Holiday camp Butlin’s was targeted by a successful phishing scam recently that compromised personal details of up to 34,000 guests, including their home addresses and holiday schedules.
In a statement sent to affected guests, Butlin’s announced that some personal details such as names, home addresses, and arrival dates of guests were compromised by the phishing scam but no financial details of guests were compromised. It added that it had informed the Information Commissioner’s Office about the breach within 72 hours of discovering it in compliance with the GDPR.
“Butlin’s take the security of our guest data very seriously and have improved a number of our security processes. I would like to apologise for any upset or inconvenience this incident might cause,” said Dermot King, managing Director of Butlin’s.
Butlin’s breach puts the privacy of guests at risk
Raj Samani, chief security scientist at McAfee told the Daily Star that even though cyber criminals behind the phishing scam did not get their hands on financial information, they found enough to build profiles of individuals to commit identity fraud.
“They’ve managed to access a huge amount of personal information which can create a clear picture of an individual. They will also know who is away from home which can put the physical safety of homes at risk,” he warned.
“Be alert to possible phishing emails from Butlins over the coming weeks. Due to the type of data compromised in a breach such as this, you may be susceptible to a larger number of phishing emails where fraudsters want to capitalise on it. These scams are increasingly sophisticated and difficult to spot as they rarely use a Nigerian Prince anymore,” said Jake Moore, Security Specialist at ESET, told IT Pro UK.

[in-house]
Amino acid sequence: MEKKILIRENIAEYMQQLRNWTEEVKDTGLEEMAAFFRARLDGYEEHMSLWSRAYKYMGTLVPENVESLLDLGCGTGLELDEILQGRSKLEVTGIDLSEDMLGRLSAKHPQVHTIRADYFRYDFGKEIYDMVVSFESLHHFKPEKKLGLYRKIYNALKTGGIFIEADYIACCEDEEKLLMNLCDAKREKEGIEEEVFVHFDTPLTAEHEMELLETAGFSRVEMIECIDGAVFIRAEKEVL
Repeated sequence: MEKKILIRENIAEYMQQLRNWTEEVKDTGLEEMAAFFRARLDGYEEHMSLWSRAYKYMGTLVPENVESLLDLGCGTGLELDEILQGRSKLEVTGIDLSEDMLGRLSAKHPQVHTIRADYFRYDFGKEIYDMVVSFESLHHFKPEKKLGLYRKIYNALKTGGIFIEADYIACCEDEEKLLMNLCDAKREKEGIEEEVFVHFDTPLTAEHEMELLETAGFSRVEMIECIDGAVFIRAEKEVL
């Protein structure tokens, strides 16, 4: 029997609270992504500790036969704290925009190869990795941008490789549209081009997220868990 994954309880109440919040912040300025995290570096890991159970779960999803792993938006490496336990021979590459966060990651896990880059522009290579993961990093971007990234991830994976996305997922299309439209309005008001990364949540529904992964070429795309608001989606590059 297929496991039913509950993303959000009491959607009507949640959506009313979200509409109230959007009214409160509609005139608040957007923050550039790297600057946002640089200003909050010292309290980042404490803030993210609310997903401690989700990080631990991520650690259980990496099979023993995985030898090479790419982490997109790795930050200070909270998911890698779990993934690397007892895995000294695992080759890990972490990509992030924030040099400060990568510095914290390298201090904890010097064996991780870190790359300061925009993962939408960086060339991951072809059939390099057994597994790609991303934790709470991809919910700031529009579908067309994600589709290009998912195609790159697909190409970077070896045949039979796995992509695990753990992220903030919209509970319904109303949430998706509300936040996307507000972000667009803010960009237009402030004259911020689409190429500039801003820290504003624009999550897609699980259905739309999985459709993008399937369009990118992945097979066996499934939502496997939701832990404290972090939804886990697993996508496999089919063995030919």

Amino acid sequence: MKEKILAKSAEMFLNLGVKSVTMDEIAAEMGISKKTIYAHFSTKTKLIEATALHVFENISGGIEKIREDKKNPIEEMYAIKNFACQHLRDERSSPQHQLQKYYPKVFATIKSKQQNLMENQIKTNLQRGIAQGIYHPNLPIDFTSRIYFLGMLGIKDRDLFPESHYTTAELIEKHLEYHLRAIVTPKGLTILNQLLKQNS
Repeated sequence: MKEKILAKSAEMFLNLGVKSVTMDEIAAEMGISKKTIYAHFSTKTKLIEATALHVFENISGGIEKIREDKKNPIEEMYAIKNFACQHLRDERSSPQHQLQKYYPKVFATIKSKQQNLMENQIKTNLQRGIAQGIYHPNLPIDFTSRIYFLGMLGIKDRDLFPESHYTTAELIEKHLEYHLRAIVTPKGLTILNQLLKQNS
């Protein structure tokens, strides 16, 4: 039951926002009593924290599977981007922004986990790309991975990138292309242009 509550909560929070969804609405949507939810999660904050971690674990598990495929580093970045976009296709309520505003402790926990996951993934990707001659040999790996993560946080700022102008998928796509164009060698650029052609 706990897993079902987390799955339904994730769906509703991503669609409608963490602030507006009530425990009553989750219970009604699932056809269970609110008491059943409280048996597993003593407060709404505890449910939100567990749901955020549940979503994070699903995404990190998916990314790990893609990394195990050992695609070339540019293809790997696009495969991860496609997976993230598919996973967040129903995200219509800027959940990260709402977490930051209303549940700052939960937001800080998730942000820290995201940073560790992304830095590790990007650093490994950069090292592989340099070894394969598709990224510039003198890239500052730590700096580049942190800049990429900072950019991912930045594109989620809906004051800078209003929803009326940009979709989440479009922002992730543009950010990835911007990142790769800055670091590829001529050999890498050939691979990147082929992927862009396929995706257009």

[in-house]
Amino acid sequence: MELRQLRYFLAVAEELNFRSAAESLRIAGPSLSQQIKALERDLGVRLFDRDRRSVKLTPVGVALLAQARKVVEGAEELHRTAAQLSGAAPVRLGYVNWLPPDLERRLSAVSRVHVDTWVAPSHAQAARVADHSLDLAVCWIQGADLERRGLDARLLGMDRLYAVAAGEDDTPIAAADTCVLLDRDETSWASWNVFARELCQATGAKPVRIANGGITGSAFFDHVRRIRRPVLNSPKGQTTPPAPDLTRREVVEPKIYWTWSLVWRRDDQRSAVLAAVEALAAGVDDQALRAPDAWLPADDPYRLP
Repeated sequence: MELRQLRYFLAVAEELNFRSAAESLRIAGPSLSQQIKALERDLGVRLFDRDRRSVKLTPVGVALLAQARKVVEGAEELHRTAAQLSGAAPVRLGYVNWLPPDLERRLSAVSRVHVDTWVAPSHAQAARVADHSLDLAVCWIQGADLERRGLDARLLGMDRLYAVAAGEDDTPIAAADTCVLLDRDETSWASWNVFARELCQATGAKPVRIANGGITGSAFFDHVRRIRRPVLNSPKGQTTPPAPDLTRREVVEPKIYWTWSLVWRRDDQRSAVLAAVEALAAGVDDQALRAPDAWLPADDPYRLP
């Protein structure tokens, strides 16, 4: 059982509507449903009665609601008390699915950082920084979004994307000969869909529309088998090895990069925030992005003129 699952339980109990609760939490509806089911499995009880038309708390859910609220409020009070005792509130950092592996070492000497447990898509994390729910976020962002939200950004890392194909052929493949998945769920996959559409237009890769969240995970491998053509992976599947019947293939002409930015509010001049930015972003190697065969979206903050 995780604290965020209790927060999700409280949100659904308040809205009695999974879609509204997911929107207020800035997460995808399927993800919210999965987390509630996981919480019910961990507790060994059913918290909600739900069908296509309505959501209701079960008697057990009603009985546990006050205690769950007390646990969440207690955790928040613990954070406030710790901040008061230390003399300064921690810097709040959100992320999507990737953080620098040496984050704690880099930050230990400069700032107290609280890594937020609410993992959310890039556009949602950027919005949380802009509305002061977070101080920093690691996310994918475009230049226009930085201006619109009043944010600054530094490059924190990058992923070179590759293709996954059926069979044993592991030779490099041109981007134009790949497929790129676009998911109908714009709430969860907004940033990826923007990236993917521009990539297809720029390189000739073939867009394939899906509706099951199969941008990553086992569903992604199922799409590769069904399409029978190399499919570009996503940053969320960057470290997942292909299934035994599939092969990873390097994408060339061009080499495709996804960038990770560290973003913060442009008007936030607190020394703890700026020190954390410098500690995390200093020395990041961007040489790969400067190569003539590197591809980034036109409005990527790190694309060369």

Rob Shapland, principle cyber security engineer at Falanx Group, also warned about the reputational damage that Butlin’s could suffer because of the cyber security incident.
“The reputational damage to Butlin’s could be extensive, especially if it were to lead to a customer being affected in this way. The breach perhaps shows that Butlin’s processes and training may not be sufficient. A combination of security awareness training for staff and protective monitoring to detect any breaches would be a sensible investment to help minimise the chance (and potential impact) of any future breaches,” he said.
Major phishing campaign targeting UK industries
News about the latest phishing campaign targeting Butlin’s comes not long after a report from Kaspersky Lab revealed that 400 organisations across various industries, including manufacturing, oil and gas, metallurgy, engineering, energy, construction, mining, and logistics in the UK, are being targeted by a phishing campaign that involves the use of deceptive e-mails to lure employees into sending money to hackers’ accounts.
“The main distinguishing feature of these attacks is the high level of preparation, in that the scam artists address an employee by first and last name, they know the position the person occupies and the company’s area of focus, and all the information on the source of the offer looks legitimate,” the security firm noted.
“Educating workers and consumers [to identify phishing emails] is, of course, crucial, but relying solely on education is not enough – bad actors have the technical skills, data access, and time to overcome and eventually circumvent superb defensive training.
“Part of the solution is to understand that every organisation needs to take a more serious, advanced, layered approach to authenticating their staff members and users rather than relying on decades-old password schemes. This need to evolve also applies to the online companies and institutions where the stolen credentials are later used to make a profit,” said Robert Capps, vice president at NuData Security.